We've only been calling it spam, officially, since about 1998, but unwanted communication has long found ways to infiltrate otherwise legitimate channels. Like dandelions in the sprawling field of mass media, spam messages will sprout wherever they can; And they tend to cluster around technological advances.
"This is something that has existed probably since the invention of the printing press," said Robert Anguizola, assistant director in the Federal Trade Commission's division of marketing practices. "If you can mass-produce a message and send it, you've got mail solicitations. That's been around forever."
Spam, as we now know it, refers to irrelevant messages sent to mass recipients online. Legally, its definition is narrower; culturally, more expansive. But it's always been the case that as communication gets more efficient and cheaper, we receive more unwanted messages.
More than a century ago, subway systems and automobiles revolutionized the United States Post Office Department's ability to carry bulk mail.
This was great news until people (including postal carriers) realized they didn't necessarily want all the stuff that was being sent. By 1906, Congress debated what to do about bulk mailings—including newspapers—that "swamped the mails" and bogged down efficiency, according to The New York Times that year.
In the 1950s, Congress tackled the question of "junk mail," material that could be delivered to people's houses without names or even specific addresses. Letter carriers received such mail in bulk, often from advertisers, with instructions to deliver one to each mailbox on a given postal route. (The practice was finally banned in 1955. The junk mail of today is required to give consumers the ability to opt out.)
In the 1980s, automatic telephone dialing technology and lower long-distance rates brought an onslaught of junk telephone calls and junk faxes. It wasn't long before spam email became the new scourge.
By the late 1990s, America Online—then the biggest Internet service in the United States—estimated that one-third of the email it delivered was spam. (Spammers complained in their defense that AOL's own pop-up ads ought to be considered spam, too.) Early anti-spam solutions seem kind of hilarious by today's standards. Microsoft made an inbox that would automatically block messages with subject lines including both an exclamation point and a question mark. AOL urged its users to forward the spam emails they received to TOSSpam@aol.com. "For now," The New York Times cautioned in 1998, "most people should put only a moderate amount of trust in the E-mail system."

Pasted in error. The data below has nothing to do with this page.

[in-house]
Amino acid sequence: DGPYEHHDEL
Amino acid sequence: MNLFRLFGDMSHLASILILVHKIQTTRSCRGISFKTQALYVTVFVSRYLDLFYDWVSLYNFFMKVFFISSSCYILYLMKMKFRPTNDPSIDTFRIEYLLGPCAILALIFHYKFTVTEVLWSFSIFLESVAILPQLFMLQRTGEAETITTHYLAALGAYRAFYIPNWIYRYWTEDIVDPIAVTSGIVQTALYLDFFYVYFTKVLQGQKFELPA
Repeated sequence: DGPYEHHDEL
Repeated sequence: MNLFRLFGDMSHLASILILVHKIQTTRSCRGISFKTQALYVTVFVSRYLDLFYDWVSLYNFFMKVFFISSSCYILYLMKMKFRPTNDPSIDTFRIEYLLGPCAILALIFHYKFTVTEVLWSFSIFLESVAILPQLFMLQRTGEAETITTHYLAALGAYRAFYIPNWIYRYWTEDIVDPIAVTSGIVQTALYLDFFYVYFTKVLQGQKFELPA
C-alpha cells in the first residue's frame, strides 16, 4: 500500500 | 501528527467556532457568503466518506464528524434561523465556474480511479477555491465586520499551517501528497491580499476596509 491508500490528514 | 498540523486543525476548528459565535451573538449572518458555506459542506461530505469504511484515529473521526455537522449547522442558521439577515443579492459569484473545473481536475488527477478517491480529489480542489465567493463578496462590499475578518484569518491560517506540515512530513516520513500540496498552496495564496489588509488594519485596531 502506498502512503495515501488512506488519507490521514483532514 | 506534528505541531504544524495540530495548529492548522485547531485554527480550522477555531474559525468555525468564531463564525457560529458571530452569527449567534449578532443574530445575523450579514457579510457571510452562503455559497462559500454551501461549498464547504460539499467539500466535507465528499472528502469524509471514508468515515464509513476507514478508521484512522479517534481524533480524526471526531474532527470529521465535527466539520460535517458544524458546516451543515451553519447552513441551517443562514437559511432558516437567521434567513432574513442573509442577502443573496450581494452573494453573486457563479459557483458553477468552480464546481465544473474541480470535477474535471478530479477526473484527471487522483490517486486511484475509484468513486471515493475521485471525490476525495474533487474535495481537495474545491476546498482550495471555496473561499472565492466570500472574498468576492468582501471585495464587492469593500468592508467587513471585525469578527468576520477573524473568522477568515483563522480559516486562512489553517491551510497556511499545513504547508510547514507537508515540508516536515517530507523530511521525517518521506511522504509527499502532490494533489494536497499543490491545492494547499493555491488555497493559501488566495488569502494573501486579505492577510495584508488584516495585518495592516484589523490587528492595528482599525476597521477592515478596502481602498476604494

These days, we may have better spam filters for our inboxes, but scam messages still reach us—like this baloney that recently sneaked through my Gmail spam filter: "I have inheritance for you Kindly contact me."
Its sender kept the body of the email empty—and instead used the pre-set signature line for the message above. Meanwhile, people are getting text-message spam, comment-section spam, and spam across all stripes of social networks.
If the data we leave behind is the reason these networks are so valuable in the first place, then it makes sense that our online activity is like breadcrumbs for marketers and scam artists. Whereas some European countries restrict marketers from creating advertising profiles using data collected about individuals from their behavior online, no such regulations exist in the United States. So there's huge—and in plenty of cases, perfectly legal—incentive to find pathways to the platforms where your data lives. Naturally, more nefarious attempts to get to your data crop up in the same places where you're already opting to put yourself out there. And so: Spam Facebook accounts make friend requests. And, on Twitter, spambots flock to high-profile hashtags—promising weight-loss tricks and free prizes. Here's a message I recently received over the same text system that sends me government alerts for the District of Columbia:
There's even spam for the people who, yes, still have pagers. (Many of the pagers that doctors now carry have text-message capability, which leaves them vulnerable to unwanted SMS messages.) Then there's next-generation spam that floods popular apps. Snapchat users have reported receiving snaps telling them they are "today's winner," and directing them to a website to "pick your prize." (The site, which is registered with a New York phone number, then asks users to input personal information.) Tinder users have for months complained that the site is overrun by robots that send flirtatious messages before requesting a person's credit card number.